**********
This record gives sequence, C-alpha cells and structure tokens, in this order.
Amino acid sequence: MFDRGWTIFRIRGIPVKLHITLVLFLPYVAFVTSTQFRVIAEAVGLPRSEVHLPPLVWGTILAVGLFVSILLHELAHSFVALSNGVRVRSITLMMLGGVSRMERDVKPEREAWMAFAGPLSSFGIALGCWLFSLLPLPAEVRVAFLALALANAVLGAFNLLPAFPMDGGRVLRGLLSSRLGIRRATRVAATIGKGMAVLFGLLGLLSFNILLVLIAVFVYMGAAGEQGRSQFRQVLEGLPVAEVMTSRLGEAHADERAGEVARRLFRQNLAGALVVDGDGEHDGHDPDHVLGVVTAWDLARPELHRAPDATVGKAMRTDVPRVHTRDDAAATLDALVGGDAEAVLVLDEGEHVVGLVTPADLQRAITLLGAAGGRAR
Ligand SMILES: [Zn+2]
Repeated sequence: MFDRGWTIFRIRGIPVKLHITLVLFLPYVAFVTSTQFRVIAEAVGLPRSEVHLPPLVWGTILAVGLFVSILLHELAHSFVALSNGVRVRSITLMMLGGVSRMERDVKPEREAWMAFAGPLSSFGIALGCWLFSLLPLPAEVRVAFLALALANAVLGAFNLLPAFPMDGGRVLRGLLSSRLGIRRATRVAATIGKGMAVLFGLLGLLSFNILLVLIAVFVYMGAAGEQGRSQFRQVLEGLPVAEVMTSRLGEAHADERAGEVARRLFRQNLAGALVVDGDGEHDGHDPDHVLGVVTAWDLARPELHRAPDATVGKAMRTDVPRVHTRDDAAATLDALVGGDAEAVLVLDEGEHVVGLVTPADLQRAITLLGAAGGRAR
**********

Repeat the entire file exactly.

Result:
This record gives sequence, C-alpha cells and structure tokens, in this order.
Amino acid sequence: MFDRGWTIFRIRGIPVKLHITLVLFLPYVAFVTSTQFRVIAEAVGLPRSEVHLPPLVWGTILAVGLFVSILLHELAHSFVALSNGVRVRSITLMMLGGVSRMERDVKPEREAWMAFAGPLSSFGIALGCWLFSLLPLPAEVRVAFLALALANAVLGAFNLLPAFPMDGGRVLRGLLSSRLGIRRATRVAATIGKGMAVLFGLLGLLSFNILLVLIAVFVYMGAAGEQGRSQFRQVLEGLPVAEVMTSRLGEAHADERAGEVARRLFRQNLAGALVVDGDGEHDGHDPDHVLGVVTAWDLARPELHRAPDATVGKAMRTDVPRVHTRDDAAATLDALVGGDAEAVLVLDEGEHVVGLVTPADLQRAITLLGAAGGRAR
Ligand SMILES: [Zn+2]
Repeated sequence: MFDRGWTIFRIRGIPVKLHITLVLFLPYVAFVTSTQFRVIAEAVGLPRSEVHLPPLVWGTILAVGLFVSILLHELAHSFVALSNGVRVRSITLMMLGGVSRMERDVKPEREAWMAFAGPLSSFGIALGCWLFSLLPLPAEVRVAFLALALANAVLGAFNLLPAFPMDGGRVLRGLLSSRLGIRRATRVAATIGKGMAVLFGLLGLLSFNILLVLIAVFVYMGAAGEQGRSQFRQVLEGLPVAEVMTSRLGEAHADERAGEVARRLFRQNLAGALVVDGDGEHDGHDPDHVLGVVTAWDLARPELHRAPDATVGKAMRTDVPRVHTRDDAAATLDALVGGDAEAVLVLDEGEHVVGLVTPADLQRAITLLGAAGGRAR